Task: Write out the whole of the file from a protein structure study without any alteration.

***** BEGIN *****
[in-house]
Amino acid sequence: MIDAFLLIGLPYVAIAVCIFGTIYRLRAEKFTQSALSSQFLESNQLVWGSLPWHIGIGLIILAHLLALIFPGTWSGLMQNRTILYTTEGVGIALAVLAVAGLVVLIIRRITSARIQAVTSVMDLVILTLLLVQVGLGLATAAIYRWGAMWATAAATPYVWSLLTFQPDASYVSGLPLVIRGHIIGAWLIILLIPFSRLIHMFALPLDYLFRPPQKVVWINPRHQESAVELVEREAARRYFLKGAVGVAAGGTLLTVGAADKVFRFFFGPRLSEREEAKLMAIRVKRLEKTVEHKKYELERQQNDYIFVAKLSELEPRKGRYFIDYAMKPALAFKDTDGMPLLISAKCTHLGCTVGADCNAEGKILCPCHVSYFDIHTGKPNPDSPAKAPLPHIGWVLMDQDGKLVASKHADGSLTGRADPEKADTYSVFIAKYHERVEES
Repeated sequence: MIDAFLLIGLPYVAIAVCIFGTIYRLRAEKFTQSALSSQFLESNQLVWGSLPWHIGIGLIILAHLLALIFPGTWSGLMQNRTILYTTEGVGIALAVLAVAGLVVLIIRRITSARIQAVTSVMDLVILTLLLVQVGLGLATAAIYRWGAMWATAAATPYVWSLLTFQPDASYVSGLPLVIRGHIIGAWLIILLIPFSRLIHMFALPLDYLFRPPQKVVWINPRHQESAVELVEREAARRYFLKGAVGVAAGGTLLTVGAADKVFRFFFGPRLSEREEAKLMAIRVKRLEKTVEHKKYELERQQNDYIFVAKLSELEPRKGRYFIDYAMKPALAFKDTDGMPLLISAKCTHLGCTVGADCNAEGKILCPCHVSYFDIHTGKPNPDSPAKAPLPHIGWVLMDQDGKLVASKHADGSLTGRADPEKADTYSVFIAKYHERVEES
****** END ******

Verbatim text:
[in-house]
Amino acid sequence: MIDAFLLIGLPYVAIAVCIFGTIYRLRAEKFTQSALSSQFLESNQLVWGSLPWHIGIGLIILAHLLALIFPGTWSGLMQNRTILYTTEGVGIALAVLAVAGLVVLIIRRITSARIQAVTSVMDLVILTLLLVQVGLGLATAAIYRWGAMWATAAATPYVWSLLTFQPDASYVSGLPLVIRGHIIGAWLIILLIPFSRLIHMFALPLDYLFRPPQKVVWINPRHQESAVELVEREAARRYFLKGAVGVAAGGTLLTVGAADKVFRFFFGPRLSEREEAKLMAIRVKRLEKTVEHKKYELERQQNDYIFVAKLSELEPRKGRYFIDYAMKPALAFKDTDGMPLLISAKCTHLGCTVGADCNAEGKILCPCHVSYFDIHTGKPNPDSPAKAPLPHIGWVLMDQDGKLVASKHADGSLTGRADPEKADTYSVFIAKYHERVEES
Repeated sequence: MIDAFLLIGLPYVAIAVCIFGTIYRLRAEKFTQSALSSQFLESNQLVWGSLPWHIGIGLIILAHLLALIFPGTWSGLMQNRTILYTTEGVGIALAVLAVAGLVVLIIRRITSARIQAVTSVMDLVILTLLLVQVGLGLATAAIYRWGAMWATAAATPYVWSLLTFQPDASYVSGLPLVIRGHIIGAWLIILLIPFSRLIHMFALPLDYLFRPPQKVVWINPRHQESAVELVEREAARRYFLKGAVGVAAGGTLLTVGAADKVFRFFFGPRLSEREEAKLMAIRVKRLEKTVEHKKYELERQQNDYIFVAKLSELEPRKGRYFIDYAMKPALAFKDTDGMPLLISAKCTHLGCTVGADCNAEGKILCPCHVSYFDIHTGKPNPDSPAKAPLPHIGWVLMDQDGKLVASKHADGSLTGRADPEKADTYSVFIAKYHERVEES